Air Force Major Nichole Ayers, a fighter pilot from Colorado with a master’s degree from Rice University’s George R. Brown School of Engineering, has been selected by NASA as part of the 23rd class of astronauts.
Ayers joins a storied program on the cusp of a boom in spaceflight, with manned rockets launching once again from American soil and progress toward the next round of missions to the moon.
After graduating from the Air Force Academy, Ayers spent two years at Rice, where she earned a master’s in computational and applied mathematics in 2013, specializing in fluid dynamics. She was mentored at Rice by Tim Warburton, a former CAAM professor now at Virginia Tech.
NASA gave Rice News the opportunity to talk with Ayers a day after agency administrator Bill Nelson introduced the class, now part of the Artemis generation of astronauts, to the nation at Johnson Space Center. The 10 members, selected from a pool of 12,000 who applied to become astronauts in this round, begin formal training in January.
RN: Do you have a goal or a preference for the International Space Station, the moon or Mars?
Ayers: Oh, man. I'm just excited to be here at this point. You know, we've got two years of training coming up, and then I would love to do any mission that NASA wants me to do. The next steps are getting to the moon and learning how to live long-term in space, and then eventually to Mars. So really excited about where human spaceflight is going. And, you know, just happy to be here and be part of the NASA team.
RN: When did you apply to the astronaut corps?
Ayers: I applied in March of 2020, for this class. The interviews started in June, the final round of interviews were in August and September, and then they just made the announcement yesterday (Dec. 6).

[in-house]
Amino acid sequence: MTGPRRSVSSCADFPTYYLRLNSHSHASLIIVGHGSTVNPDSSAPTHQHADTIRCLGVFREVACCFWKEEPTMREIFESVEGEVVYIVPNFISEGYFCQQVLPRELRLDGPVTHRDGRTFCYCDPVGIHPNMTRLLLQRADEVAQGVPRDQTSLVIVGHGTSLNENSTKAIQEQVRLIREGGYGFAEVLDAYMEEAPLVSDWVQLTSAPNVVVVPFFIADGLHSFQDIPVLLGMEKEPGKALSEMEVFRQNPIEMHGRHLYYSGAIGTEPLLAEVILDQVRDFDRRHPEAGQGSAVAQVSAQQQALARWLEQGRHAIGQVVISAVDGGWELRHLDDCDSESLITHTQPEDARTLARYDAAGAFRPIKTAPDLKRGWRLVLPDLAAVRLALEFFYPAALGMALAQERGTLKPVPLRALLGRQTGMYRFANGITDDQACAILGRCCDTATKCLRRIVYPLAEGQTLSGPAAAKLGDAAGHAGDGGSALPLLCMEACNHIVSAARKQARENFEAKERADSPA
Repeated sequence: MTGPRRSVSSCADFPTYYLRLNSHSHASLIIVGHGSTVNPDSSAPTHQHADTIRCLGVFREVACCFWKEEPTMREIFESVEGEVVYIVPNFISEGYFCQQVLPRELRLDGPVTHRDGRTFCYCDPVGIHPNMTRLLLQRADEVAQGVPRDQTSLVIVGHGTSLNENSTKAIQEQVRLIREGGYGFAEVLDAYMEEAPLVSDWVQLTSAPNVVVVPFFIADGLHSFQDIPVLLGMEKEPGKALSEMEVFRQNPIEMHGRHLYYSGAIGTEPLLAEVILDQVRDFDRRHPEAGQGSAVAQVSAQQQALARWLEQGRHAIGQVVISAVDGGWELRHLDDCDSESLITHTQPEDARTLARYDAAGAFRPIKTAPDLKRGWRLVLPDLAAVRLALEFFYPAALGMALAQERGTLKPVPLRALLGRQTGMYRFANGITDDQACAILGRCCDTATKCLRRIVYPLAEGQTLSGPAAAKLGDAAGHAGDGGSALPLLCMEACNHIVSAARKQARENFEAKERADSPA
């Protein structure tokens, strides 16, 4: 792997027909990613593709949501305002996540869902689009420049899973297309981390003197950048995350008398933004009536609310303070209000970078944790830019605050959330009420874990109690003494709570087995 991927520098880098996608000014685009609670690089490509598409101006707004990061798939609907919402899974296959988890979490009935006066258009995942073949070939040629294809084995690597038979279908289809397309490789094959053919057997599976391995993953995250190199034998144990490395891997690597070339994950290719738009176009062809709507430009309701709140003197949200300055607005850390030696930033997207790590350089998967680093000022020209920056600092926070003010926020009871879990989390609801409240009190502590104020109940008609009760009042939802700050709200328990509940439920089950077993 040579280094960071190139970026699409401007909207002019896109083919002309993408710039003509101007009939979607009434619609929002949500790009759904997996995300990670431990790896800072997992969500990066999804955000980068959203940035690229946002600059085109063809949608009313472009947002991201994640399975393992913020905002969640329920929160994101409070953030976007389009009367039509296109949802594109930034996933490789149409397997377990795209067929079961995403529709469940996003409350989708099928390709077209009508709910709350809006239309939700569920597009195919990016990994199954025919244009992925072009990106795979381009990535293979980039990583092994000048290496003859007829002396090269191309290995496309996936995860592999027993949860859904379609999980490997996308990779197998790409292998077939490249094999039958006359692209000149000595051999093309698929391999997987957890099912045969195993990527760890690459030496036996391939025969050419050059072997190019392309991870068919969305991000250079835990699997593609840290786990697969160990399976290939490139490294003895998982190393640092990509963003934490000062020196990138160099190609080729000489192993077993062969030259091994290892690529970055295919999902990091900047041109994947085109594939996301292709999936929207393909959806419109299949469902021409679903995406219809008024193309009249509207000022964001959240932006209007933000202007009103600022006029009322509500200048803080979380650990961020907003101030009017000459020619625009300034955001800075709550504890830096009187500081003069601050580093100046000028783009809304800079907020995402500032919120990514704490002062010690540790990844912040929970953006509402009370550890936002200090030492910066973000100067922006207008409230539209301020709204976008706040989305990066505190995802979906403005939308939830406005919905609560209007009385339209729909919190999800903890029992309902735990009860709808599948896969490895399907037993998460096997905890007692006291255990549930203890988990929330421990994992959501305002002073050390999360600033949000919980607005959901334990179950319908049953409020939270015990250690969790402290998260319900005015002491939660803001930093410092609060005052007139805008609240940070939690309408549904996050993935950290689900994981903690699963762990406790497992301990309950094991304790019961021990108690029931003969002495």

RN: As one who’s grown up with space travel as part of the landscape, what attracted you to join NASA?
Ayers: As a little kid, I had an affinity for flying, an affinity for space (and) I kind of set my sights on wanting to be a pilot, and then moving on and applying to NASA. I was kind of a serious little kid, I worked really hard to get to the Air Force Academy and become a pilot.
I finally met the minimum requirements to apply last year for the NASA program. I just tried to work hard every day to get to become one of the candidates.
RN: What was the last requirement you had to meet?
Ayers: It was actually the amount of flight hours. I had to have a master's degree in in STEM. … And then, as a pilot, I had to have 1,000 hours minimum in jet aircraft. So I had about 1,018 when I applied.
RN: Have they put you on a training track based on your experience or interests?
Ayers: We actually all go through the same training process. So that's pretty cool. We all get to be a team together and get to learn together. So what we'll do is learn the T-38. For the pilots, we will learn how to fly from the front seat, and the non-pilots will actually learn to fly in the back seat. And then we get to fly together once we're all qualified.
That's what I'm probably most excited about. But we'll also learn space station systems, we'll learn robotics, we’ll learn how to do spacewalks and then we'll even learn the Russian language. So we will all go through the same training process.